Table 1

Definitions and considerations for each domain*

Domain†Definitions and special considerations
1. Pattern of joint/bursa involvement during symptomatic episode(s) ever
 Categories are defined as per the description of the distribution of joints involved
Distribution of joints: involvement (ever) of
  •   1. Joint(s) or bursa(e) other than ankle, mid-foot or first metatarsophalangeal (MTP) joint (or their involvement only as part of a polyarticular presentation)

  •   2. Ankle or mid-foot joint(s) as monoarticular or part of an oligoarticular presentation without first MTP joint involvement

  •   3. MTP joint involvement as monoarticular or part of an oligoarticular presentation

2. Characteristics of symptomatic episode(s) ever
 Categories are defined as
  •    No characteristics present

  •    1 characteristic present

  •    2 characteristics present

  •    3 characteristics present

Characteristics to consider: presence (ever) of
  •   1. Great difficulty with walking or inability to use the affected joint(s) during a symptomatic episode ever (patient-reported)

  •   2. Can't bear touch or pressure to the affected joint during a symptomatic episode ever (patient-reported)

  •   3. Erythema overlying affected joint during a symptomatic episode ever (patient-reported or physician-observed)

3. Time course of symptomatic episode(s) ever
 Categories are defined as
  •    No typical episodes

  •    1 typical episode

  •    Recurrent typical episodes

‘Typical symptomatic episode’: presence (ever) of >2 of the following, irrespective of anti-inflammatory treatment
  •   1.Time to maximal pain <24 h

  •   2. Resolution of symptoms in ≤14 days

  •   3. Complete resolution (to baseline level) between symptomatic episodes

4. Clinical evidence of tophus
 Categories are defined as
  •    Present

  •    Absent

Appearance: draining or chalk-like subcutaneous nodule under transparent skin, often with overlying vascularity (figure 2)
Location: classic locations—joints, ears, olecranon bursae, finger pads, tendons (eg, Achilles)
5. Serum urate level, off-treatment
 Categories are defined as
  •    <4 mg/dL (0.24 mmol/L)

  •    4–<6 mg/dL (0.24–<0.36 mmol/L)

  •    6–<8 mg/dL (0.36–<0.48 mmol/L)

  •    8–<10 mg/dL (0.48–<0.60 mmol/L)

  •    ≥10 mg/dL (≥0.60 mmol/L)

Which serum urate measurement to use: highest reading on record, off urate-lowering therapy
Special considerations: Ideally, the serum urate level should be scored if tested at a time when the patient was not receiving urate-lowering therapy and it was >4 weeks from the start of an episode; if practicable, retest under those conditions. If serum urate level is ≥10 mg/dL, no need to retest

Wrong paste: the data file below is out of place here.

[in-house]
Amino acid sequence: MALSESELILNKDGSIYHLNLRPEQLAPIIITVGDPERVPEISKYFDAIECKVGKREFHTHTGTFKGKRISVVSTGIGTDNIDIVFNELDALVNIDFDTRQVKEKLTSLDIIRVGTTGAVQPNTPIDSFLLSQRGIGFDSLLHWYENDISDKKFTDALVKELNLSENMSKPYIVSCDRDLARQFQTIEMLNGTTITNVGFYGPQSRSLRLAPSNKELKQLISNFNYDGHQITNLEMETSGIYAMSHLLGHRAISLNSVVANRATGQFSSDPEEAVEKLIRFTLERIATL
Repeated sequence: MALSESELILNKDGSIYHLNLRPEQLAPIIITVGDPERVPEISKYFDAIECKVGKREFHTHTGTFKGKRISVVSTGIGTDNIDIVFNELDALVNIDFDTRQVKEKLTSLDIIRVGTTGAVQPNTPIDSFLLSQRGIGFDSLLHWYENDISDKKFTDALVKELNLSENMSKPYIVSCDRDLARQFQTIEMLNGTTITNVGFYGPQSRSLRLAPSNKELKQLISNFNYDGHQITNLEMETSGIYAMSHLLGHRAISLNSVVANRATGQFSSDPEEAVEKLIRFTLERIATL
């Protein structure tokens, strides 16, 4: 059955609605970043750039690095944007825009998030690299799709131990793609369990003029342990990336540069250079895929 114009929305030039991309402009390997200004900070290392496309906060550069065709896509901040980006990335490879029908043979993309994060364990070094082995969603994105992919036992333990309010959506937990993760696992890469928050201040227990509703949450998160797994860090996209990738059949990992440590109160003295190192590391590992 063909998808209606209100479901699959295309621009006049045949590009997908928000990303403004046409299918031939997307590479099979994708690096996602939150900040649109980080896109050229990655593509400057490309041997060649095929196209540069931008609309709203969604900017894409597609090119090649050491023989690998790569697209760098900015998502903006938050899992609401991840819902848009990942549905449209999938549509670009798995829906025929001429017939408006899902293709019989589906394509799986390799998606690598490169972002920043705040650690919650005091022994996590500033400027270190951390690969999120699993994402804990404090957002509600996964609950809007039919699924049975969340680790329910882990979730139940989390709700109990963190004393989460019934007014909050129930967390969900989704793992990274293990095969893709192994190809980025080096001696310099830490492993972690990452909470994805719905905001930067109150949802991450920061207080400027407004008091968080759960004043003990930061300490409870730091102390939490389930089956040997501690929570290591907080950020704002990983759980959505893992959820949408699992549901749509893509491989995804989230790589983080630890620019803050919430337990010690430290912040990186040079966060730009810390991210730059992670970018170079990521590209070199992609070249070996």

6. Synovial fluid analysis
 Categories are defined as
  •    MSU negative

  •    Not done

Location: symptomatic (ever) joint or bursa
Special considerations: assessment should be performed by a trained observer
Note: MSU positive is a sufficient criterion.
7. Imaging evidence of urate deposition
 Categories are defined as
  •    Absent or not done

  •    Present (either modality)

Modality: ultrasound or DECT
Appearance: double-contour sign on ultrasound (figure 3A)‡ or urate deposition on DECT (figure 3B)§
Location: symptomatic (ever) joint or bursa
8. Imaging evidence of gout-related joint damage
 Categories are defined as
  •    Absent or not done

  •    Present

Modality: radiography
Appearance of gout-related erosion: cortical break with sclerotic margin and overhanging edge; excludes gull wing appearance (figure 3C)
Location: radiograph of hands and/or feet; excludes distal interphalangeal joints
  • *Symptomatic (ever) refers to pain and/or swelling.

  • †Categories within each domain are hierarchical; if a subject fulfills more than 1 category, the highest category should be selected.

  • ‡A false-positive double-contour sign (artifact) may appear at the cartilage surface, but should disappear with a change in the insonation angle of the probe.31 ,32

  • §Images should be acquired using a dual-energy computed tomography (DECT) scanner, with data acquired at 80 kV and 140 kV and analysed using gout-specific software with a 2-material decomposition algorithm that color-codes urate.33 A positive scan result is defined as the presence of color-coded urate at articular or periarticular sites. Nailbed, submillimeter, skin, motion, beam hardening, and vascular artifacts should not be interpreted as DECT evidence of urate deposition.34